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effectiveness in reducing smoking initiation among the young, reducing overallprevalence and consumption, and encouraging cessation.On the other hand, tobacco retailers and the tobacco industry claimed that theexperimental, recall, and recognition studies were severely flawed in their design andprovided little reliable evidence that tobacco displays played a significant role in theuptake or continuance of smoking. In addition, they argued that the evidence fromcountries like Canada failed to show that display bans had any effect on smokinginitiation, prevalence, consumption, or quitting.The author has argued previously that the above studies fail to provide any compellingevidence that tobacco displays had a significant role in smoking.
1
There is, of course,some room for disagreement about just what, if anything, the experimental and recalland recognition studies reveal. However, the real world evidence – effectively a ‘naturalexperiment’ – from jurisdictions such as Canada that have implemented display bans isfar more definitive in determining whether tobacco displays affect smoking behaviour inthe ways their critics claim.Indeed, as with many tobacco control policies, changes in smoking initiation,prevalence, consumption, and cessation provide a legitimate measure of whether suchpolicies work. If countries that have instituted display bans fail to see statisticallysignificant changes in smoking initiation, prevalence, consumption, and cessation, thenthe claim that tobacco displays have a causal relationship with these outcomes issignificantly weakened. Hence, the results of these natural experiments in policy arecrucial for determining whether display bans are effective in changing smokingbehaviour and therefore constitute a justifiable instance of tobacco regulation.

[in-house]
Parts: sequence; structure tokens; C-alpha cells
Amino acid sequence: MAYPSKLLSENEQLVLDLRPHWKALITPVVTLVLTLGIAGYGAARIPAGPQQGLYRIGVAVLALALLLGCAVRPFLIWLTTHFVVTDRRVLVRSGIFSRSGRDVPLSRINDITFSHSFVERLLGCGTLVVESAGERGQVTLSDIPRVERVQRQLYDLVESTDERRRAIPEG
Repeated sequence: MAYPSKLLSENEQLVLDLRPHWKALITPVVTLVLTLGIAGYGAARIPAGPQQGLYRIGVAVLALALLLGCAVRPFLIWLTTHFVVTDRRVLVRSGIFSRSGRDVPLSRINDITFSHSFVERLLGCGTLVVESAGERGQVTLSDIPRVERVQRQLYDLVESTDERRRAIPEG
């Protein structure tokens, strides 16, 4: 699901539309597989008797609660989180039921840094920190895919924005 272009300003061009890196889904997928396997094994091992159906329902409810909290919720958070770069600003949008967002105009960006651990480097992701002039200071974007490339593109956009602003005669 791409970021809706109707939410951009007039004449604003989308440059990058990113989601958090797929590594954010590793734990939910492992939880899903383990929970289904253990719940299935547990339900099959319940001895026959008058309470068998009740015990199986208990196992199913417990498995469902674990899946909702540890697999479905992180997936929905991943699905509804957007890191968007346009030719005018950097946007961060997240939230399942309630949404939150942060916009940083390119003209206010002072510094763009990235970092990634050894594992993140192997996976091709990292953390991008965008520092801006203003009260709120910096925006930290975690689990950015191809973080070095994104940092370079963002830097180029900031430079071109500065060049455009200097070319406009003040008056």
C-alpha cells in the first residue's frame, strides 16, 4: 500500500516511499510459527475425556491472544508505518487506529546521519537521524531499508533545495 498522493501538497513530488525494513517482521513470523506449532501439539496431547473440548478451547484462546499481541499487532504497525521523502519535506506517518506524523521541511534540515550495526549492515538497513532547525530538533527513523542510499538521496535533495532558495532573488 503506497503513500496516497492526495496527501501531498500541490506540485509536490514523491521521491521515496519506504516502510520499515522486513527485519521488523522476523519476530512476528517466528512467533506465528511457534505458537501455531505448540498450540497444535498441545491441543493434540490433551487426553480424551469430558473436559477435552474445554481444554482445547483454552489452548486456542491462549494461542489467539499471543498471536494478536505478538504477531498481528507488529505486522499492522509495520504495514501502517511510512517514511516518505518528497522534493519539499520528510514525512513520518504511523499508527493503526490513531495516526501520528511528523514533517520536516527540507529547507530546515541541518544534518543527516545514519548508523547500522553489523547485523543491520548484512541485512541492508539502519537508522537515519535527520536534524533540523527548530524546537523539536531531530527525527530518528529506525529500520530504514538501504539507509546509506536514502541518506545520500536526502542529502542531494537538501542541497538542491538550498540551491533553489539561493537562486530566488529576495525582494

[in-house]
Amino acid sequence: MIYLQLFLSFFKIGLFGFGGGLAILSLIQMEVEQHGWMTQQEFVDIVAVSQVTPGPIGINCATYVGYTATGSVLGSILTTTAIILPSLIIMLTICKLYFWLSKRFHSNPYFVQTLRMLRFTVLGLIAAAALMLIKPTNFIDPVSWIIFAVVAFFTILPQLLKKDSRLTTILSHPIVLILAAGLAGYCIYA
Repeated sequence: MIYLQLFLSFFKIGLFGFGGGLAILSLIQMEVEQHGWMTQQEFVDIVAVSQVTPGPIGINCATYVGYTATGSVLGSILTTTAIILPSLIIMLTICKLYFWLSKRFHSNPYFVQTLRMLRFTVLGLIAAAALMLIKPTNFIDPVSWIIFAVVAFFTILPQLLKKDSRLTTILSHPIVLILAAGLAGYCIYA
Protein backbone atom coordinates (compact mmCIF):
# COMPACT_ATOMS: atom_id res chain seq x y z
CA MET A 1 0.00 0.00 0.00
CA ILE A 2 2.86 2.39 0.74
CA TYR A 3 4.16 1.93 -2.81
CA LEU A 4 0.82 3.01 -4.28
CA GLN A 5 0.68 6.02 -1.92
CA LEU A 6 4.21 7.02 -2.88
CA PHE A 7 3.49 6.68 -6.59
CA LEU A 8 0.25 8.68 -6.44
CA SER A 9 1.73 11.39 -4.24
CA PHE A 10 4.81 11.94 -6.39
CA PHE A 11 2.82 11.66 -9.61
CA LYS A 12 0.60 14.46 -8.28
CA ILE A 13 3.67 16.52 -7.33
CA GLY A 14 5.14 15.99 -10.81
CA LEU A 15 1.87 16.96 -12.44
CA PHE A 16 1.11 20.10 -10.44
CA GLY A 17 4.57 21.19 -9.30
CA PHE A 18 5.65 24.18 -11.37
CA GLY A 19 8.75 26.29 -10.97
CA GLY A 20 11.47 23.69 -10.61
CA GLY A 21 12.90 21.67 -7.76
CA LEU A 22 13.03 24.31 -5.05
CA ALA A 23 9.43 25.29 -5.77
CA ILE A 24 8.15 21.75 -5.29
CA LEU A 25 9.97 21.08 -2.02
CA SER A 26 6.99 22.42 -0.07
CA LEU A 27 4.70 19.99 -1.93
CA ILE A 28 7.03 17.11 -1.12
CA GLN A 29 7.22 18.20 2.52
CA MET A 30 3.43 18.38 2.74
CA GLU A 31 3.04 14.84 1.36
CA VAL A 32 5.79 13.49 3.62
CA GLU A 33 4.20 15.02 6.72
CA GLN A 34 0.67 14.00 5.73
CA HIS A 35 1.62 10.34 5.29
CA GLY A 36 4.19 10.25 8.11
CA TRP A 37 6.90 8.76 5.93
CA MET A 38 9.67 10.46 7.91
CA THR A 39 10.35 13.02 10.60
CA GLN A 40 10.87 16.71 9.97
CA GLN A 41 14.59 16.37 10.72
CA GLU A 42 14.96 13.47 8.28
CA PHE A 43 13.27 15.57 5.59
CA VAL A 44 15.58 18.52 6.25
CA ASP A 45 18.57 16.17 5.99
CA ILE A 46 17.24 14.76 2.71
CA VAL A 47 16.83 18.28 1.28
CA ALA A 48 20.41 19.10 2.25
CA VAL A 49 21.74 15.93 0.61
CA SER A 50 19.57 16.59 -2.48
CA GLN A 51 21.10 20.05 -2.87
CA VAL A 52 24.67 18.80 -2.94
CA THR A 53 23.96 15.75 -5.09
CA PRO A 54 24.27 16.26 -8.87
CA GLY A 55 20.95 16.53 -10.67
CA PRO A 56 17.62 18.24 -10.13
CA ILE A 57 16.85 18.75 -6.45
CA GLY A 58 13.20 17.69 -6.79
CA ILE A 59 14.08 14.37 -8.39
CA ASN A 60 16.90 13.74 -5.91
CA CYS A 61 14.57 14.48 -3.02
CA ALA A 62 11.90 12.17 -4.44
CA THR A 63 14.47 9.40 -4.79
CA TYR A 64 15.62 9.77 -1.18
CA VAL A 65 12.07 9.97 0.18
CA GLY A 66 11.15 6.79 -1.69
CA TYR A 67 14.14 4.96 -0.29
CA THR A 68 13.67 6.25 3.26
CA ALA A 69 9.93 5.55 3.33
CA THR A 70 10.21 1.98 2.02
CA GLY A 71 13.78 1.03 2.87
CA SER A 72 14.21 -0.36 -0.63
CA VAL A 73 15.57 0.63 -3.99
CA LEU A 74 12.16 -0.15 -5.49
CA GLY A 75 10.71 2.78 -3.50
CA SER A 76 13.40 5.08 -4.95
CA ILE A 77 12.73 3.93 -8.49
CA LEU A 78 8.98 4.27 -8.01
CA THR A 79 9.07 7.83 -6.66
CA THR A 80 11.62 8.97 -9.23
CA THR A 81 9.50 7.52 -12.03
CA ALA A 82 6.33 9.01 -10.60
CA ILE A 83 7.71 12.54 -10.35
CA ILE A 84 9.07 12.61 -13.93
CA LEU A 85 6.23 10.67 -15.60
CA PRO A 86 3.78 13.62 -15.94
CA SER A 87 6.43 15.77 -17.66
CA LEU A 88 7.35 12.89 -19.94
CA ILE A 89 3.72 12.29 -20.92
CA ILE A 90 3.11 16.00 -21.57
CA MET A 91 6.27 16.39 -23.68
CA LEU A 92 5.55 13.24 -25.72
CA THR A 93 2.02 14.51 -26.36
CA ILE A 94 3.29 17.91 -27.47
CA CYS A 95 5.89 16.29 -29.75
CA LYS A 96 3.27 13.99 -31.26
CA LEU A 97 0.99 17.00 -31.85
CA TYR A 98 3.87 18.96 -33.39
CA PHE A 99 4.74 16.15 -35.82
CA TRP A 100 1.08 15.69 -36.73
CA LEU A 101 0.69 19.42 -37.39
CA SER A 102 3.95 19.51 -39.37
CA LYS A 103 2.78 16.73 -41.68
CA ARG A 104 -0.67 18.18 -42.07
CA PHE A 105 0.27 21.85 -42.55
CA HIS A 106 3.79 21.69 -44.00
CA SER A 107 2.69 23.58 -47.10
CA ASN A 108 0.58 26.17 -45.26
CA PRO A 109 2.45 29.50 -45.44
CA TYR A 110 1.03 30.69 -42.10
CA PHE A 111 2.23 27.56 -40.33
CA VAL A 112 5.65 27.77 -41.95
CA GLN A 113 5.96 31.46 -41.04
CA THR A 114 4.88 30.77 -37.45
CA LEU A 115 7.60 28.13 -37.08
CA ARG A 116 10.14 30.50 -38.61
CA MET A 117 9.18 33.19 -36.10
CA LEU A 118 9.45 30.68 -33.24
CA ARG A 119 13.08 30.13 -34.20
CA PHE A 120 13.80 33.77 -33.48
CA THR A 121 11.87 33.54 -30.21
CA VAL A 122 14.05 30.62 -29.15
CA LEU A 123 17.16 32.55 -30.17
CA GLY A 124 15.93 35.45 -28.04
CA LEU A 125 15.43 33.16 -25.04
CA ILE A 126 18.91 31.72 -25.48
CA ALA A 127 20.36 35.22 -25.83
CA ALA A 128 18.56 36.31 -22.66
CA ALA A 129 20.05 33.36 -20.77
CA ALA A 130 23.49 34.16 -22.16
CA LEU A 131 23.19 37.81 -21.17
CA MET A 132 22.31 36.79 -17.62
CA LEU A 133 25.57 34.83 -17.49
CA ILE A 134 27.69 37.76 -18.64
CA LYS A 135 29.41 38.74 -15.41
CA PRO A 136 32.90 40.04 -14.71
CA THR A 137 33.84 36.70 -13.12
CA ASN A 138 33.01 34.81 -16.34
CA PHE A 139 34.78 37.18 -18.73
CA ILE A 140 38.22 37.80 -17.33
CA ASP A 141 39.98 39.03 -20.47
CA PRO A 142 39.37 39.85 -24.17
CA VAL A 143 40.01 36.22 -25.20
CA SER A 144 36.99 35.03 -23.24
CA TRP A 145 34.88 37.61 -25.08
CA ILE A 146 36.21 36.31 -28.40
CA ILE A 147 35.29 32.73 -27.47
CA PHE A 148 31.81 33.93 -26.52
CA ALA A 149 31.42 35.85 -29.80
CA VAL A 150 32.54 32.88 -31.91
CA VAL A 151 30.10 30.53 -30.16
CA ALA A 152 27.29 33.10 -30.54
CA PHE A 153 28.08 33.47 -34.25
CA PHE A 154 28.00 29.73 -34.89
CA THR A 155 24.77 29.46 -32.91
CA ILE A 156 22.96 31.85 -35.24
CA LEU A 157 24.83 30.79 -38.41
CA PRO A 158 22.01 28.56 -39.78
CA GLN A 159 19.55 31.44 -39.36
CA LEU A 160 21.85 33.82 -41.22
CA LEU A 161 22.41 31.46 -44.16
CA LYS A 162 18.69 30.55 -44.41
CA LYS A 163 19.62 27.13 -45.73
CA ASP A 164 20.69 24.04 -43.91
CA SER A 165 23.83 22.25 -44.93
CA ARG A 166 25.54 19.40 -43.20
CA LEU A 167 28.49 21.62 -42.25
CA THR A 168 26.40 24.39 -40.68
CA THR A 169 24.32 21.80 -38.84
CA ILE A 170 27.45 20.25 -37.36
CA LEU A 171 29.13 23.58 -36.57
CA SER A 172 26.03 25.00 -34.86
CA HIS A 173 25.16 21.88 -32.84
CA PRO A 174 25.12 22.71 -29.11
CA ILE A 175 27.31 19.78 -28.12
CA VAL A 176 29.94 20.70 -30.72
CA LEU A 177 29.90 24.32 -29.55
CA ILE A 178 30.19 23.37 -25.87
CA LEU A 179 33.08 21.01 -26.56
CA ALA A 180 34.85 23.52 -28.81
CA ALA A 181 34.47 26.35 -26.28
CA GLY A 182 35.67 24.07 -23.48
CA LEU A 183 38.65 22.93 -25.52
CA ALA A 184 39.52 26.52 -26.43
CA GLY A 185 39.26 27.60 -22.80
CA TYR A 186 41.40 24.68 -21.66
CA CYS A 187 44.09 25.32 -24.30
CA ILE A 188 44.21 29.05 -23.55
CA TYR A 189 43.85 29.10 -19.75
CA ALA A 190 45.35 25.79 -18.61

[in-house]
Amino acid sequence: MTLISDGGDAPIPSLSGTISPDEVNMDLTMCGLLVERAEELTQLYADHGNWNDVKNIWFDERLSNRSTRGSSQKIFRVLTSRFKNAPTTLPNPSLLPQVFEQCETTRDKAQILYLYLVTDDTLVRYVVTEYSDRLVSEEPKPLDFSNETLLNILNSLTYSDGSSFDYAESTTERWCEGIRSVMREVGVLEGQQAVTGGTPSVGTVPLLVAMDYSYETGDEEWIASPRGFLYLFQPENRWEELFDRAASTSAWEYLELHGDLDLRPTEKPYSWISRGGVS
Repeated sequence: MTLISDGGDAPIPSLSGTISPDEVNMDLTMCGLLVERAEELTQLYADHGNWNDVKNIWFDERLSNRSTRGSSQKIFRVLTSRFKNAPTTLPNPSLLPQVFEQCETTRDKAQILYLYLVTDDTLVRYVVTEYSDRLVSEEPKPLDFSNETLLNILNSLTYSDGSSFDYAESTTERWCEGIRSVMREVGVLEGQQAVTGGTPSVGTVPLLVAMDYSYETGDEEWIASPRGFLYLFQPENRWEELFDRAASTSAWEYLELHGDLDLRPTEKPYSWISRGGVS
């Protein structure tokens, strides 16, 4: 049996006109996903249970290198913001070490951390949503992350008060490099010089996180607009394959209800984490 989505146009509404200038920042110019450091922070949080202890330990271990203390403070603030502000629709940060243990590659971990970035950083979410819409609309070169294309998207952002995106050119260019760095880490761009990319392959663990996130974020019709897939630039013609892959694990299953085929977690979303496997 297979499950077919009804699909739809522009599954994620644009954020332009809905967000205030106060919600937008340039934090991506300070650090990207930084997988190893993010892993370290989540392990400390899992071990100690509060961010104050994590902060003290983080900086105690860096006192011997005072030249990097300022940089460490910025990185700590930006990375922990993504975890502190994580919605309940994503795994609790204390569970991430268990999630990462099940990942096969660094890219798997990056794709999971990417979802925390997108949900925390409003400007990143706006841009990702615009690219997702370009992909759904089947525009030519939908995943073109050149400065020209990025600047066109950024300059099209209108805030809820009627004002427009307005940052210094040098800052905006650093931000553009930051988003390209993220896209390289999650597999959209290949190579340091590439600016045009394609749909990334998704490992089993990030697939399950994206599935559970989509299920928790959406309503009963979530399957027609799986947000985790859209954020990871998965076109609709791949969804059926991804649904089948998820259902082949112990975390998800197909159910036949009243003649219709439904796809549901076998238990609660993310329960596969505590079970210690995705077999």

Impact upon Canadian public health
At the time of the 2009 UK parliamentary debate on the display ban legislation, therewas considerable evidence presented about whether display bans in Canada (thesecond country in the world to institute a display ban) and countries such as Iceland(the first country to institute a ban) were effective since bans in these countries hadbeen in place long enough to provide considerable data. Iceland had introduced itsdisplay ban in August 2001 and the Canadian province of Saskatchewan in 2002.In an autumn 2008 report on the effectiveness of tobacco display bans, the BBC’s PeterJackson claimed that tobacco display bans in respective Canadian provinces made asignificant difference in smoking behaviour.
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According to Jackson, ‘smoking ratesamong 15-19 year olds fell from 29% in 2002 to 19% in 2007’, five years after the firstdisplay ban was instituted in Saskatchewan. As of the time of writing this paper, all
1
Patrick Basham and John Luik,
Hidden in Plain Sight: Why Tobacco Display Bans Fail 
, DemocracyInstitute: London 2009.
2
Peter Jackson, ‘Smoking ban lessons from abroad’, BBC News, 12 September 2008.